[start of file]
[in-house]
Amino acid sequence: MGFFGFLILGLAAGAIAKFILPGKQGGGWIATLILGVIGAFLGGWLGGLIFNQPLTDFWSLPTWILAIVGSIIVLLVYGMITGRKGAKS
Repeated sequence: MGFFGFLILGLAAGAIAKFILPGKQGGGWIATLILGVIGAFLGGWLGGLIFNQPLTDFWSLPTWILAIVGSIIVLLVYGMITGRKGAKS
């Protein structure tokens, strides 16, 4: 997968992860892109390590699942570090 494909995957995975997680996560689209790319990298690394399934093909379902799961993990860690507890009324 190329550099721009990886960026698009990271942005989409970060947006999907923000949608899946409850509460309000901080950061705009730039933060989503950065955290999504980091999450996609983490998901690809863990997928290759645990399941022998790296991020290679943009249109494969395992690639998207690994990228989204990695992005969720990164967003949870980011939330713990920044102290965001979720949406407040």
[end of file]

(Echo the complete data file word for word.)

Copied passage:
[in-house]
Amino acid sequence: MGFFGFLILGLAAGAIAKFILPGKQGGGWIATLILGVIGAFLGGWLGGLIFNQPLTDFWSLPTWILAIVGSIIVLLVYGMITGRKGAKS
Repeated sequence: MGFFGFLILGLAAGAIAKFILPGKQGGGWIATLILGVIGAFLGGWLGGLIFNQPLTDFWSLPTWILAIVGSIIVLLVYGMITGRKGAKS
């Protein structure tokens, strides 16, 4: 997968992860892109390590699942570090 494909995957995975997680996560689209790319990298690394399934093909379902799961993990860690507890009324 190329550099721009990886960026698009990271942005989409970060947006999907923000949608899946409850509460309000901080950061705009730039933060989503950065955290999504980091999450996609983490998901690809863990997928290759645990399941022998790296991020290679943009249109494969395992690639998207690994990228989204990695992005969720990164967003949870980011939330713990920044102290965001979720949406407040």